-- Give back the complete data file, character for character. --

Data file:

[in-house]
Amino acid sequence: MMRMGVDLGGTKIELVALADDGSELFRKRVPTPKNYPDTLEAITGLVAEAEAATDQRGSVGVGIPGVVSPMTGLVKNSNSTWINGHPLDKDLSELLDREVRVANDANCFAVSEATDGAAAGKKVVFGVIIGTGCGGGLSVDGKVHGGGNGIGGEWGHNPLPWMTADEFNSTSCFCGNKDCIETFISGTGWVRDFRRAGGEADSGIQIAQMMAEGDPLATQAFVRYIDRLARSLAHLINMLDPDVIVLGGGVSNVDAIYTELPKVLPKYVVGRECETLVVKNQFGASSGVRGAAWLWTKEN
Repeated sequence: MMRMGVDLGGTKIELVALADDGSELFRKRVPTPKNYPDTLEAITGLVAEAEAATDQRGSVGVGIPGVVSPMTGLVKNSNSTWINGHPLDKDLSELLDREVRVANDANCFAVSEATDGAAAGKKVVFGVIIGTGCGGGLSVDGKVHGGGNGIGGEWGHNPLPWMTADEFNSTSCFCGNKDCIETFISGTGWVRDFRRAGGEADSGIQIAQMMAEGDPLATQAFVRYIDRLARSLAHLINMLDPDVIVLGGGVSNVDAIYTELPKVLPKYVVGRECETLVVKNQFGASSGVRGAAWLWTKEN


[in-house]
Amino acid sequence: MMRMGVDLGGTKIELVALADDGSELFRKRVPTPKNYPDTLEAITGLVAEAEAATDQRGSVGVGIPGVVSPMTGLVKNSNSTWINGHPLDKDLSELLDREVRVANDANCFAVSEATDGAAAGKKVVFGVIIGTGCGGGLSVDGKVHGGGNGIGGEWGHNPLPWMTADEFNSTSCFCGNKDCIETFISGTGWVRDFRRAGGEADSGIQIAQMMAEGDPLATQAFVRYIDRLARSLAHLINMLDPDVIVLGGGVSNVDAIYTELPKVLPKYVVGRECETLVVKNQFGASSGVRGAAWLWTKEN
Repeated sequence: MMRMGVDLGGTKIELVALADDGSELFRKRVPTPKNYPDTLEAITGLVAEAEAATDQRGSVGVGIPGVVSPMTGLVKNSNSTWINGHPLDKDLSELLDREVRVANDANCFAVSEATDGAAAGKKVVFGVIIGTGCGGGLSVDGKVHGGGNGIGGEWGHNPLPWMTADEFNSTSCFCGNKDCIETFISGTGWVRDFRRAGGEADSGIQIAQMMAEGDPLATQAFVRYIDRLARSLAHLINMLDPDVIVLGGGVSNVDAIYTELPKVLPKYVVGRECETLVVKNQFGASSGVRGAAWLWTKEN